Over the past fifteen years, our focus has shifted from women making it in male-dominated industries to older/younger generations trying to figure each other out. This is where my attention is aimed given that the leaders who come to me often want coaching on how to crack the code of intergenerational craziness.
Nicole Rogers, cofounder of GenIN Solutions, is a wickedly savvy millennial executive who is running a start-up aimed at capturing and cultivating the voice of younger generations. I’ve teamed up with her to reshape how we leverage the best of all ages by infusing the wisdom of older generations into the potential younger generations believe in. Together, we’re working to give each of our own generations a new way of appreciating and engaging the other.
Passing on Wisdom
Here’s Nicole’s take on absorbing the wisdom older generations have to offer.
When your mom told you to wear a helmet while riding your bike when you were a kid, it’s not because she didn’t have faith that you could ride. She knew the risks, and she knew the odds from life experience. Perhaps she, herself, had fallen off and gotten hurt in her past. You saw nothing but potential—how fun it was going to be soaring down that hill with the wind in your hair. She saw the realities of the world—that falling off and hitting your head isn’t fun for anyone. And often, the risk has nothing to do with you, but the danger resides with the careless car driver not on the lookout for you.
I find myself like a kid with a bike quite often in the corporate world. I see what things could be and don’t always understand the risks and challenges that have shaped the way things are. I sometimes assume policies, advice, even feedback passed down from older generations is antiquated concern, obsolete in today’s world. And perhaps a small portion of it is, but the vast majority it is valuable life and business experience being served to me on a silver platter.
This ought to be received graciously, respectfully, and with a curious mind. What have they seen that I have not yet? What is the equivalent in the world of today? While it feels you are taking a step back in time, understanding how that same challenge may resurface in today’s business world actually puts you ahead of the game. The feedback and guidance are not negative perceptions of your abilities and potential, but rather a way to help ensure your potential doesn’t get hit by a car.
When I show up to work, I’m excited. I’m confident. And those are great things to be. But just like young me on the bike, I’m not invincible. I can make an unnecessarily risky move or a wrong turn, and I’d be a fool not to absorb the wisdom offered to me like a sponge. The older generations imparting the wisdom have likely learned the hard way. They have the scars to prove it. You have the opportunity not to. All you have to do is listen.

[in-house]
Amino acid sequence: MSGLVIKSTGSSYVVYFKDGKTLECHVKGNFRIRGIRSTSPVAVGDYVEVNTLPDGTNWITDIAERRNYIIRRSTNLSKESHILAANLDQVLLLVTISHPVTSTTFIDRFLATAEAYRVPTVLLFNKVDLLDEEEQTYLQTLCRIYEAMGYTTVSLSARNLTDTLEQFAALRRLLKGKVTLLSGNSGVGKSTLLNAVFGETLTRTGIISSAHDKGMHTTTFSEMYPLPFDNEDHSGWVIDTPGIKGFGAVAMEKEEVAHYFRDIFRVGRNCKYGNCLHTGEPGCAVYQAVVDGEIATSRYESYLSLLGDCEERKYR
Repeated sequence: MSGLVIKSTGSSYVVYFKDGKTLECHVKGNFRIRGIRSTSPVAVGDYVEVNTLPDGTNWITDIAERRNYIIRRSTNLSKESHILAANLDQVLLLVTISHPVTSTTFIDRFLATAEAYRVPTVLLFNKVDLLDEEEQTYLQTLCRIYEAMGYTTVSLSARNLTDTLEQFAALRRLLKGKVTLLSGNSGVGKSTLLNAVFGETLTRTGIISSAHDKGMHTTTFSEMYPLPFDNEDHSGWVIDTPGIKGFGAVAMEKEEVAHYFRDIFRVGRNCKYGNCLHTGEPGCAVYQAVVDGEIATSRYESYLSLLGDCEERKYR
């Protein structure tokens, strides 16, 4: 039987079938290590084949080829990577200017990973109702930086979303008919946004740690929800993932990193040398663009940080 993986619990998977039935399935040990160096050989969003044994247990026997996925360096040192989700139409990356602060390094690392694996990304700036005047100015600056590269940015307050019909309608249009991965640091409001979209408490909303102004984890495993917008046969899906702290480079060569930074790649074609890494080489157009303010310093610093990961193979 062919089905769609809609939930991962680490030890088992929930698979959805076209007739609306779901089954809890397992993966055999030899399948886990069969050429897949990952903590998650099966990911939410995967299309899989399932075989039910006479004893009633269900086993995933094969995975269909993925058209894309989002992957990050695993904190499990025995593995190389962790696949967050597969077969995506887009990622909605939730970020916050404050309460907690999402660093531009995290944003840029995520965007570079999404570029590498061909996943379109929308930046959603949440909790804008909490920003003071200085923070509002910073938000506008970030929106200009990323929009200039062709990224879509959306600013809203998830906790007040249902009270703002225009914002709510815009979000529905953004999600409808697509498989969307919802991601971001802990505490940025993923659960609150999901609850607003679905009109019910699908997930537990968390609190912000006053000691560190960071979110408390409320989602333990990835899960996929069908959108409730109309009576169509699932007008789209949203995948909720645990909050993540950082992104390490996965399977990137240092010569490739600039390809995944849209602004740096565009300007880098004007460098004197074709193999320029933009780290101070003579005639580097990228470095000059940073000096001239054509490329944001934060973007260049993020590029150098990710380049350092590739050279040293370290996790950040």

Here’s my millennial-taught insight on potential.
Here comes that twenty-something teammate who is all lit up with a new idea. She’s on fire about how to do it, how much it will help our customers, and that it’s never been done before. Her energy is like a huge campfire—bright, jumping flames—and it immediately draws me in.
I watch myself move right to whether this new idea will work. Right away I jump into the questions: How much will it cost? Are you sure no one’s doing it? Have you verified your assumptions are accurate? I’m trying to help. I don’t want the idea to fail. Though if I were paying attention, a shift happens, and the shutdown begins. Quiet seeps in, excitement fades, and yes/no answers start. I didn’t stay in the potential of success long enough to convey my support and that I’m open to the exciting idea my twenty-something is truly passionate about.
I’ve learned the hard way that questions can open up potential or shut it down, that feedback about a new idea is a form of recognition, and that promoting success versus avoiding failure all keep me connected to my twenty-something partner. The best way I can affect the actions of my younger colleagues—that is to lead them—is to use more influencing skills rather than those directing and managing skills I’ve been using for years. Yes, it takes more time and special attention, but if you want to leverage the potential our younger generations offer, it’s non-negotiable.
Though I’m not sure what the next fifteen years will bring, I do know our younger generations will be taking our place. I plan to do my part to learn how to share my wisdom in a way that helps shape the business culture, so we all succeed. Partnering with millennials, like Nicole, who’s also working to “get” those ahead of her, seems like a wise investment in the possibilities that exist between us.
EDITOR’S NOTE: Mimi Welch was a contributing writer for Loss Prevention magazine starting in our premiere Fall 2001 issue until 2005. She authored a Women in LP column as well as feature articles on diversity like the cover story in our May–June 2002 issue shown here.